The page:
When Sayo said she knew just the cafe to take us to, I was unable to form any opinion whatsoever about what it might look like, so was up for anything.
Japan did not get off to an auspicious start.
Our first task, upon exiting the terminal, was to buy ourselves SIM cards. I had pre-ordered them in Seoul, meaning it was just a matter of finding the pick-up location, because I knew it would be the single most important thing to do, if we were going to find our way around. We had a friend in Osaka, so it seemed less urgent, and I guess there may have been some overconfidence at play as well.
We threw Andrew’s natural-wonder plan out the window for the morning of Day 2 at Jeju, heading instead for coffee and bowling at G-Dragon’s joint (see The Great Coffee Tour: Untitled 2017). Upon our return, however, we tried to make up for it with a walk down to the beach on one of the trails that leads from the back of the pension.
Mary and I met a contender for ‘best holiday interaction’ award, in the taxi driver who drove us to Busan’s Gimhae Airport for our flight to Jeju Island. We were predisposed to like him when he stopped dead in the middle of the street to pick us up, completely ignoring the traffic behind him, but it was his self-taught English that really sealed the deal.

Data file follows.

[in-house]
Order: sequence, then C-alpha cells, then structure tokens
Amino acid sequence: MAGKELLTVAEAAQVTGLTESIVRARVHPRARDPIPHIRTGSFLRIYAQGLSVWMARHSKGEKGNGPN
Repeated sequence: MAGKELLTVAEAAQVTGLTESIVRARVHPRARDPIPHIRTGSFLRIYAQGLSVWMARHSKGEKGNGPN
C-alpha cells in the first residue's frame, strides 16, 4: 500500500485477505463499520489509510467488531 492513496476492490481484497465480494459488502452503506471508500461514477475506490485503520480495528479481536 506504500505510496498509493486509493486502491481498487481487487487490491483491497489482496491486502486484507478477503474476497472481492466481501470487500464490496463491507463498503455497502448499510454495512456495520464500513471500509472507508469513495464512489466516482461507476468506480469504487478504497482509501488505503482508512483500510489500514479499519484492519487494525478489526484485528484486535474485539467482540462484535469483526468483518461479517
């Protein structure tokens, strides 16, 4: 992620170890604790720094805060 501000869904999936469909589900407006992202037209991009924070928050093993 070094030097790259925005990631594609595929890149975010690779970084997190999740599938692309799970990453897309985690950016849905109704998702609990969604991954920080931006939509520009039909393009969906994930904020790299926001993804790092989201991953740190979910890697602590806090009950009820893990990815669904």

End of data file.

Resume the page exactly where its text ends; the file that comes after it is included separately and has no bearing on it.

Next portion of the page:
(As David Attenborough) “80% of the world’s black, puffer jackets are found here, on the urban streets of Seoul”. Yep, I reckon it had to be 8 in every 10, and another 1 in 10 was in a stark white puffer. This guy was part of the outrageous 1 in 10. I was terribly drawn to each and every one of them, which I think says as much about me as it does about them. The sad part is, I kind of wanted a black, puffer jacket.
We couldn’t help ourselves.
We caught a train to Busan.
(And if you haven’t yet seen it, you really should give Train to Busan, the movie, a whirl. Like a cross between Snowpiercer and World War Z, it pulled a well-deserved 96% on Rotten Tomatoes…and its Korean zombies make the ones on The Walking Dead look clumsy and sad.)
On our last day in Seoul, we decided to do a tour of the DMZ. After reading the requisite number of reviews, I thought I had a pretty clear idea of what it would be like – a busload of tourists (is that the collective noun?), a guide with a mic, and rapid-fire sightseeing checkpoints, all rounded out with a ginseng sales pitch on the way home.